He has, to the very best of my ability to discover, not knocked on one door, talked to one random voter in the street or wandered into a diner to shake hands and answer questions.  His public appearances, again to the very best of my ability to discover, have been confined to appearances at (some of) the formal Democratic county forums and debates and a handfull of very controlled invitation-only small-group events.  And some stuff in Chicago.  

True, Foster failed to attend a Henry County Forum in the far west of IL-14.  But then Foster also blew off the DuPage Dems Forum in the far eastern end of the district to attend an (unspecified) event in Chicago instead, and he just recently cancelled an appearance at a coffee organized by a precinct committeeperson in St. Charles.

So, how does he communicate with voters?  Well, he is pronouncing to them via paid commercial advertising from their television screens.  He is sending out lots and lots (really a lot) of shiny, pretty mailers.  And he is sending his campaign manager to DailyKos to post diaries.  So he’s talking to us, the netroots, right?  Well, I’ll let his campaign manager Tom Bowen answer:

No he’s not (2+ / 0-)   
Because he is on the phone doing what a candidate is supposed to be doing.  Building support.  If he had to answer every specious claim made by a John supporter, he’d be here all day. 
by BillFoster4Congress on Fri Dec 07, 2007 at 04:22:41 PM CST

Plus, you know, Bill Foster is a serious, serious candidate: all the pundits say he has the money to be so.  So how can we honestly expect that, while John Laesch tirelessly burns shoe-leather talking to the grassroots, posts diaries and answers actual questions in them when communicating with the netroots, while said grassroots supporters effortlessly handle things like, oh, filing his special election petition signatures while he concentrates on the voters and the issues, that the Foster campaign can take the time and trouble to do so?  As Tom tells us in response to a Kossack suggesting that the issue of reproductive rights was left off Foster’s website intentionally as a political decision:

It was not done on purpose (3+ / 0-)

Seriously, i’ve changed the issue section 1 time in 6 months.  We’ve been busy, understaffed and trying to contend with all this special election stuff. 
If you don’t believe me, fine. 
by BillFoster4Congress on Fri Dec 07, 2007 at 03:53:14 PM CST 
[ Parent | Reply to This ]

Seriously people, don’t you understand how seriously busy, and overworked, and understaffed, this shockingly well-funded campaign is?  How dare you ask questions!

Like this cheeky inquiry:

Mr. Foster, I’d also like a simple yes or no . . (1+ / 0-) 
If elected to Congress, will you support and become a co-sponsor of HR 676?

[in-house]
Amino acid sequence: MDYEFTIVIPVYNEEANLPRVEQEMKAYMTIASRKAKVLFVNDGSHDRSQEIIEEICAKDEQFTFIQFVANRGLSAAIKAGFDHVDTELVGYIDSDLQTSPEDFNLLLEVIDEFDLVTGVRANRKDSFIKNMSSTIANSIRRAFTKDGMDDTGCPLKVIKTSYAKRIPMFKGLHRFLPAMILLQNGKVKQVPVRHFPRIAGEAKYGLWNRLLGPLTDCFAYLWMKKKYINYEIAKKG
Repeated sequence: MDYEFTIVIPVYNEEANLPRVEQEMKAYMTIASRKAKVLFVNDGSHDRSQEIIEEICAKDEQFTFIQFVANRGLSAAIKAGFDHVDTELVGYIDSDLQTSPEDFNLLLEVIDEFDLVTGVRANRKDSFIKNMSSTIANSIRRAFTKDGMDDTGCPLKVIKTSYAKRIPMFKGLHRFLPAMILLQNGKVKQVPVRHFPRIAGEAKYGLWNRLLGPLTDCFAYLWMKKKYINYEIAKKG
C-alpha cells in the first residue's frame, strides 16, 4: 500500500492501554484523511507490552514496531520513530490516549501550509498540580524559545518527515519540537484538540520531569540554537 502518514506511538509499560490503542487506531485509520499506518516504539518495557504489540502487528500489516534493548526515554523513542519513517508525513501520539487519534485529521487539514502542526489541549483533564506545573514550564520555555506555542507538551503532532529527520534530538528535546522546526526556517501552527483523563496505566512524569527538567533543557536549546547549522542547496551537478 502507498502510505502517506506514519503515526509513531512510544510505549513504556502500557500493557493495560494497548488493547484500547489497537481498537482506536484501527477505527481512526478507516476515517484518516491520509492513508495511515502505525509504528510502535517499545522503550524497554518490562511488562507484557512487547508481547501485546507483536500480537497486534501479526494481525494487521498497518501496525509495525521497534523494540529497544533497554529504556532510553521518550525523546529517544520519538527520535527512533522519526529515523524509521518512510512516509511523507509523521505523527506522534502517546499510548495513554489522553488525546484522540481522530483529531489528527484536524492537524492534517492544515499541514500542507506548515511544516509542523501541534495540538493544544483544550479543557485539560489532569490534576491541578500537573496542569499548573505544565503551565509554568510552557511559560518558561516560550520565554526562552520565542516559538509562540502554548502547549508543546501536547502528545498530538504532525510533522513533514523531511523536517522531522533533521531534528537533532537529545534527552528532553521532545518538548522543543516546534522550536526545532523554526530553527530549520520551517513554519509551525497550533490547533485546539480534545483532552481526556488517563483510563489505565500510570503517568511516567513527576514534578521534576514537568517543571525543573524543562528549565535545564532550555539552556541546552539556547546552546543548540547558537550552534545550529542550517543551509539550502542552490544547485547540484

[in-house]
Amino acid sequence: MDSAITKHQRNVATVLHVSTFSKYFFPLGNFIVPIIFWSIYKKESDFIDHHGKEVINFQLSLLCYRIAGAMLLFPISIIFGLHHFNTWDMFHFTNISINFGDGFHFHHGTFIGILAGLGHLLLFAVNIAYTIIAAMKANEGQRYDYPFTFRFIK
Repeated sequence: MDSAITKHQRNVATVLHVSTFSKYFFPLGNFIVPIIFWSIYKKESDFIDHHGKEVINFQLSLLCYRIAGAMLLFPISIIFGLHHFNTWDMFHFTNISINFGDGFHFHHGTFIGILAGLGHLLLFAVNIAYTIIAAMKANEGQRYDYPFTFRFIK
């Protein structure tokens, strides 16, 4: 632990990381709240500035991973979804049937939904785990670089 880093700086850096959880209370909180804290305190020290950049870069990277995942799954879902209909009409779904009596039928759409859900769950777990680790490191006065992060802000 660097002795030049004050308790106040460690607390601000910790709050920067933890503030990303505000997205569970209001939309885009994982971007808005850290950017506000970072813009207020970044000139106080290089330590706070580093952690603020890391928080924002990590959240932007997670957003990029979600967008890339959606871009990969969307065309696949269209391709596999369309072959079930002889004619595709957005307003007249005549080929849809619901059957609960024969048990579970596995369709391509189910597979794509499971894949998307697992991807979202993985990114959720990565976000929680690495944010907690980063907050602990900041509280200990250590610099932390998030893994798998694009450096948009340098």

Yes or no?… 
By nyceve on Fri Aug 17, 2007 at 08:01:52 AM CST 
[ Parent ]

I’d add the response, but there isn’t one.  

Get a grip, people: neither Bill “Mr. Grassroots” Foster, nor his campaign, has the time to address issues on their website, or discuss them with either people from “Podunk, IL,” or people who hang out on scary blog-sites.

So how is Mr. Foster and his campaign spending their time?

Serious candidate.  Serious campaign.  

And, oh yeah, serious support from the New Chicago Machine
which recent history tells us does not think highly of the ability of “Podunk, IL” to pick its own candidates.

So how does one become the primary pick of the New Chicago Machine?

Well, for Bill Foster that journey began shortly after he walked off his project at Fermilab over funding. To be utterly fair to Mr. Foster, what’s been done to high energy physics funding in this country during the Republican War on Science is an absolute tragedy.  But one wonders how Mr. Foster, who had this:

I apologize to all of you who have worked on technical aspects of the Proton Driver, that the battle for the project has been lost on the political front…

and this:

But I also realize that my voice will not be heard, since after years of insisting that unpleasant technical realities be respected in strategic planning in HEP, I find myself branded as a troublemaker with an axe to grind.

to say in his farewell letter could think he would be more effective in taking his marbles to the big show of all funding – DC.  And yes, it may be an assumption on my part that his frustration with funding at Fermi played into his relocation to DC, but it strains credulity to think his sudden interest in politics coming within mere months of this departure from Fermi was coincidental.

How sudden was his interest in politics?  Well, as his campaign manager tells us:

What I said was he was busy working as a scientist. He wasn’t involved in politics